“I want to promote you, my boy. Enrique is old and leaving at the end of the month and I will need a waiter. Of course it will mean more money for you and also the Olympics will be here soon. I will need a much younger man to deal with all our visitors and friends.”

So that was that, I had a few more shillings in my pockets and no more cleaning of the toilets. I handed over my brushes to the new boy, donned my waiter’s apron and started whistling.

He was correct, was Mister Chestnut, the year of the Olympics was the busiest I could remember.We worked every day from sunrise to almost sunrise the following day. Naps had to be taken, when and where we could find the time. There was a little store-room out the back where I managed to take forty winks now and again.

I remember one night I had just splashed water on my face to waken me up when this very distinguished gentleman entered with a young blond girl in tow. The two of them asked for the quietest table, which was always the one at the back next to the toilets. Now I tell you this dear friends, I will go to my grave believing that it was the Queen’s husband whom I served that night and the blond woman was not his wife. This is not the place to tell such a story since he is not able to defend himself but I promise you – if it was not Philip Mountbatten, the Duke of Edinburgh then I will eat my hat. I looked over at Mister Chestnut and I know he recognised the man because he put his finger to his lips to warn me to say nothing.

On Christmas Eve 1950 I asked Maria, the most beautiful girl who worked in the restaurant next door, to marry me. She accepted and we got married in the New Year holding the reception at the Empire Cafe. We invited all the regulars. It was a night I shall never forget.

One day in 1951, Mister Chestnut took me into his office for only the second time and told me that it was all mine. “The time has come – you have a family to consider” he said “I will be seventy this year and enough is enough.” There was no son to pass his business on to, “God’s will”, he would say. So he considered me the nearest thing he had to a son and the Cafe was to be my inheritance. He slapped the keys in the palm of my hand, put on his big overcoat and never crossed the threshold again.

My neighbours were actors, jazz musicians and more recently Chinese. After Limehouse had been bombed in the war, the Chinese had begun to move into Gerard Street and the areas surrounding it. This brought with them, the Chinese gangsters – as if there weren’t enough British ones in Soho.

Talking of gangsters, the first time I saw one of the Kray brothers he was sitting having a coffee, minding his own business when the coppers  rushed in and dragged him out of my cafe. He had apparently deserted from national service in the army for the fourth time.

What I also remember about the Fifties was the music. Now there are some who will tell you that the birth of British Rock and Roll started in the 2I’s coffee bar in Old Compton Street, but I say it was at the Empire Cafe. On Saturday nights we would have Tommy Steele, Wee Willie Harris, Cliff Richard and Hank Marvin. The Cafe was always crowded at weekends, so much so that some of those that couldn’t get in, moved to the 2I’s, which was a bigger venue. Perhaps that is why they claim to be the birthplace but I know the truth, we were first.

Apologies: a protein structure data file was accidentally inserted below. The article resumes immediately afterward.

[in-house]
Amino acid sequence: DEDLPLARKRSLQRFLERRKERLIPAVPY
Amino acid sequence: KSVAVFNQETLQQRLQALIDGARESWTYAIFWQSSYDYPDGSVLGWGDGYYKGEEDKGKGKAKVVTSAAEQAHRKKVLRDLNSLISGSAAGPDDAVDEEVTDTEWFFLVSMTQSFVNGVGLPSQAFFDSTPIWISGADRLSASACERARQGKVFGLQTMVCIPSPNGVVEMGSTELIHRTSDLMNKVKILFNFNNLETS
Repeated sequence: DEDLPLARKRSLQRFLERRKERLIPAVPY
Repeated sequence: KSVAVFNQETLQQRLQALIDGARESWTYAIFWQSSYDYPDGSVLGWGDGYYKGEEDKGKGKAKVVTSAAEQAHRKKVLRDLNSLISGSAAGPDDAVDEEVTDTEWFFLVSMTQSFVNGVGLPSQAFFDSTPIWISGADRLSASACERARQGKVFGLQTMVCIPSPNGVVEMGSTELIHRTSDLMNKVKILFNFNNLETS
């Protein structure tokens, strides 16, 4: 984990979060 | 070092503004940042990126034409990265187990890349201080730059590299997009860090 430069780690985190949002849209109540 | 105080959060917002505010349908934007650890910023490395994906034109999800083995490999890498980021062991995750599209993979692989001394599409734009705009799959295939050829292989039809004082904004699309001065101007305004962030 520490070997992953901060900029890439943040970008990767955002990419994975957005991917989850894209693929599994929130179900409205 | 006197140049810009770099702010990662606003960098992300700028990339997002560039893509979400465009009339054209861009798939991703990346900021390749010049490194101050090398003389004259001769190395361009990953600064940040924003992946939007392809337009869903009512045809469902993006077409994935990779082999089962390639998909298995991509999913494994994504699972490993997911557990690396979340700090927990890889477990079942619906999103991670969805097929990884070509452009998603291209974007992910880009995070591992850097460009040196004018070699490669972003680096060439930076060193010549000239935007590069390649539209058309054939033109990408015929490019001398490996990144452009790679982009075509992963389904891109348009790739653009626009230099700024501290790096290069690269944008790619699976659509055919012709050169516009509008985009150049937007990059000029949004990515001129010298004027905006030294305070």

As for the gangs, the Krays had always stayed up east and the Richardsons to the south of the river. One night the Kray twins came in and took a table from a couple who were already sitting at it. The boyfriend got up to challenge them and Reggie Kray slapped the boy and threw him and his girlfriend through the door. I was about to say something  when Ronnie Kray told me that if I knew what was good for me, I would get them coffees and leave them alone.

I learned that night, if you wanted to stay in business in Soho then you had to see nothing and say even less.

Luckily my wife, Maria, didn’t see any of this as she was now at home looking after our two sons, James and Robert. I have a photo on the Cafe wall of  James with Bobby Moore when he and his wife came to the Cafe just before he flew to Mexico for the World Cup.

As the Sixties turned into the Seventies, Robert began to take on more of the responsibility for running the cafe. James had decided to work in computers and had joined an IT company over in Putney. He and his wife moved into a flat in Chelsea and very rarely ventured into the West End.

In 1976 I became a grandfather for the very first time and Maria suggested that I took more of a back seat in the business. We stayed in Dulwich for a while but I still insisted on visiting the Cafe three or four times a week.

In 1980 we moved to Deal by the sea; it was  Maria’s idea and was probably helped by Robert who may have felt that I was interfering too much in his business.

There are so many stories about the Empire Cafe that I want to tell you. Ones concerning prime ministers and princesses, rich men and poor women,  writers and painters, musicians and kings. All of them true and all of them from the Empire Cafe.

I will, one day, I promise.

I am well into my eighties now and the Cafe is run by Robert’s own daughters and sons. It’s been years since I last laid eyes on the place, but if you happen to be passing then why don’t you pop in for a coffee and ask them for a story?

Tell them I sent you.

 

bobby stevenson 2017

shoreham rose

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One thought on “The Empire Cafe, Soho

  1. That was captivating! It was really amazing how you used so few words, yet you were able to conjure fully the imagery of Mister Chestnut and the persuing years of the cafe. Well done